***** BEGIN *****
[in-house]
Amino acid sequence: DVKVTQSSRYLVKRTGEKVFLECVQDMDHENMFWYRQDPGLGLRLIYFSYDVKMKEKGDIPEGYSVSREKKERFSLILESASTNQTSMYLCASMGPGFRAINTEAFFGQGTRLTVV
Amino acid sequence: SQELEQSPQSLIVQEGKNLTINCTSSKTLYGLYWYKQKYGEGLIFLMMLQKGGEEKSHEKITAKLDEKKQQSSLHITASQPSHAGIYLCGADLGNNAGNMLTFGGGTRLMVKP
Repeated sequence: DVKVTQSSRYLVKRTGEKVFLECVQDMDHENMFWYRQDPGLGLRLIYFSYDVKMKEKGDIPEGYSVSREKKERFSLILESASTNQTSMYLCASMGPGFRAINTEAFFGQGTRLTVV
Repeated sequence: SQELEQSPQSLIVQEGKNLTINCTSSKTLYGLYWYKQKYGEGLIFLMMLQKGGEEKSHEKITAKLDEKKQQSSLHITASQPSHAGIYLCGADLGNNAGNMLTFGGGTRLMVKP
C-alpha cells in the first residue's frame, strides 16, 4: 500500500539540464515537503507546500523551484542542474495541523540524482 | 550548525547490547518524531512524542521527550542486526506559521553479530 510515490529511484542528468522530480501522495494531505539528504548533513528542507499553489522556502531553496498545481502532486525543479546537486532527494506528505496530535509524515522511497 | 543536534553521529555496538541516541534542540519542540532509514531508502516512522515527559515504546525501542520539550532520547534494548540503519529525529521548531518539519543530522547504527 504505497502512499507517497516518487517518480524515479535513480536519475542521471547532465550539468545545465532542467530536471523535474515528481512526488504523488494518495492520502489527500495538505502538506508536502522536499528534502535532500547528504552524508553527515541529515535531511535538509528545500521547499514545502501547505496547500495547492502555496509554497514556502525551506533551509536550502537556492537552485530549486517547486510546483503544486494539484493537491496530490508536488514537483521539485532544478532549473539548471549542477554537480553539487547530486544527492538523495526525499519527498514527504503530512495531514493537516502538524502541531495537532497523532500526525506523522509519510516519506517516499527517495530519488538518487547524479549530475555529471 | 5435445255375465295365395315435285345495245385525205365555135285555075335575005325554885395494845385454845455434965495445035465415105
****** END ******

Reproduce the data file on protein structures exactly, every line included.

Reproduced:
[in-house]
Amino acid sequence: DVKVTQSSRYLVKRTGEKVFLECVQDMDHENMFWYRQDPGLGLRLIYFSYDVKMKEKGDIPEGYSVSREKKERFSLILESASTNQTSMYLCASMGPGFRAINTEAFFGQGTRLTVV
Amino acid sequence: SQELEQSPQSLIVQEGKNLTINCTSSKTLYGLYWYKQKYGEGLIFLMMLQKGGEEKSHEKITAKLDEKKQQSSLHITASQPSHAGIYLCGADLGNNAGNMLTFGGGTRLMVKP
Repeated sequence: DVKVTQSSRYLVKRTGEKVFLECVQDMDHENMFWYRQDPGLGLRLIYFSYDVKMKEKGDIPEGYSVSREKKERFSLILESASTNQTSMYLCASMGPGFRAINTEAFFGQGTRLTVV
Repeated sequence: SQELEQSPQSLIVQEGKNLTINCTSSKTLYGLYWYKQKYGEGLIFLMMLQKGGEEKSHEKITAKLDEKKQQSSLHITASQPSHAGIYLCGADLGNNAGNMLTFGGGTRLMVKP
C-alpha cells in the first residue's frame, strides 16, 4: 500500500539540464515537503507546500523551484542542474495541523540524482 | 550548525547490547518524531512524542521527550542486526506559521553479530 510515490529511484542528468522530480501522495494531505539528504548533513528542507499553489522556502531553496498545481502532486525543479546537486532527494506528505496530535509524515522511497 | 543536534553521529555496538541516541534542540519542540532509514531508502516512522515527559515504546525501542520539550532520547534494548540503519529525529521548531518539519543530522547504527 504505497502512499507517497516518487517518480524515479535513480536519475542521471547532465550539468545545465532542467530536471523535474515528481512526488504523488494518495492520502489527500495538505502538506508536502522536499528534502535532500547528504552524508553527515541529515535531511535538509528545500521547499514545502501547505496547500495547492502555496509554497514556502525551506533551509536550502537556492537552485530549486517547486510546483503544486494539484493537491496530490508536488514537483521539485532544478532549473539548471549542477554537480553539487547530486544527492538523495526525499519527498514527504503530512495531514493537516502538524502541531495537532497523532500526525506523522509519510516519506517516499527517495530519488538518487547524479549530475555529471 | 5435445255375465295365395315435285345495245385525205365555135285555075335575005325554885395494845385454845455434965495445035465415105